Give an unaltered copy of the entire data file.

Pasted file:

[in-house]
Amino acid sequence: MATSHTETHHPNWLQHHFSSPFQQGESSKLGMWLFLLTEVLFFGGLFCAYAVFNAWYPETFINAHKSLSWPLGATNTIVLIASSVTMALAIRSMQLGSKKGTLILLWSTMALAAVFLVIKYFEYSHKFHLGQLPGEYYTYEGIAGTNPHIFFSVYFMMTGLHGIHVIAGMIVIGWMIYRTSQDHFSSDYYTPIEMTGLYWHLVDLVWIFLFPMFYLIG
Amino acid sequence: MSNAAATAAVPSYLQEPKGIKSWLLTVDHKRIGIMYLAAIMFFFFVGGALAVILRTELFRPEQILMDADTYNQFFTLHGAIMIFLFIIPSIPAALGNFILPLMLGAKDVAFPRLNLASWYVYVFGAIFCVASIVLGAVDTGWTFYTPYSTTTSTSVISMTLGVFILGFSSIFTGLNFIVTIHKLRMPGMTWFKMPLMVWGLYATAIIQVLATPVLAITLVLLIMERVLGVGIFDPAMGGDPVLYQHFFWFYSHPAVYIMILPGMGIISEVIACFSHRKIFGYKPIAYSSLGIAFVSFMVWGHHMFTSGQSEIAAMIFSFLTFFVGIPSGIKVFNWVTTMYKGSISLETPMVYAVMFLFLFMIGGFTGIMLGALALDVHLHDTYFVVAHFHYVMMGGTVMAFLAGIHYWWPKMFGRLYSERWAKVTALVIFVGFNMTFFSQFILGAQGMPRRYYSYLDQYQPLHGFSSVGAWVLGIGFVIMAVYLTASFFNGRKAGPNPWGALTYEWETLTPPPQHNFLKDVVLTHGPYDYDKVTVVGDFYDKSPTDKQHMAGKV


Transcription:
[in-house]
Amino acid sequence: MATSHTETHHPNWLQHHFSSPFQQGESSKLGMWLFLLTEVLFFGGLFCAYAVFNAWYPETFINAHKSLSWPLGATNTIVLIASSVTMALAIRSMQLGSKKGTLILLWSTMALAAVFLVIKYFEYSHKFHLGQLPGEYYTYEGIAGTNPHIFFSVYFMMTGLHGIHVIAGMIVIGWMIYRTSQDHFSSDYYTPIEMTGLYWHLVDLVWIFLFPMFYLIG
Amino acid sequence: MSNAAATAAVPSYLQEPKGIKSWLLTVDHKRIGIMYLAAIMFFFFVGGALAVILRTELFRPEQILMDADTYNQFFTLHGAIMIFLFIIPSIPAALGNFILPLMLGAKDVAFPRLNLASWYVYVFGAIFCVASIVLGAVDTGWTFYTPYSTTTSTSVISMTLGVFILGFSSIFTGLNFIVTIHKLRMPGMTWFKMPLMVWGLYATAIIQVLATPVLAITLVLLIMERVLGVGIFDPAMGGDPVLYQHFFWFYSHPAVYIMILPGMGIISEVIACFSHRKIFGYKPIAYSSLGIAFVSFMVWGHHMFTSGQSEIAAMIFSFLTFFVGIPSGIKVFNWVTTMYKGSISLETPMVYAVMFLFLFMIGGFTGIMLGALALDVHLHDTYFVVAHFHYVMMGGTVMAFLAGIHYWWPKMFGRLYSERWAKVTALVIFVGFNMTFFSQFILGAQGMPRRYYSYLDQYQPLHGFSSVGAWVLGIGFVIMAVYLTASFFNGRKAGPNPWGALTYEWETLTPPPQHNFLKDVVLTHGPYDYDKVTVVGDFYDKSPTDKQHMAGKV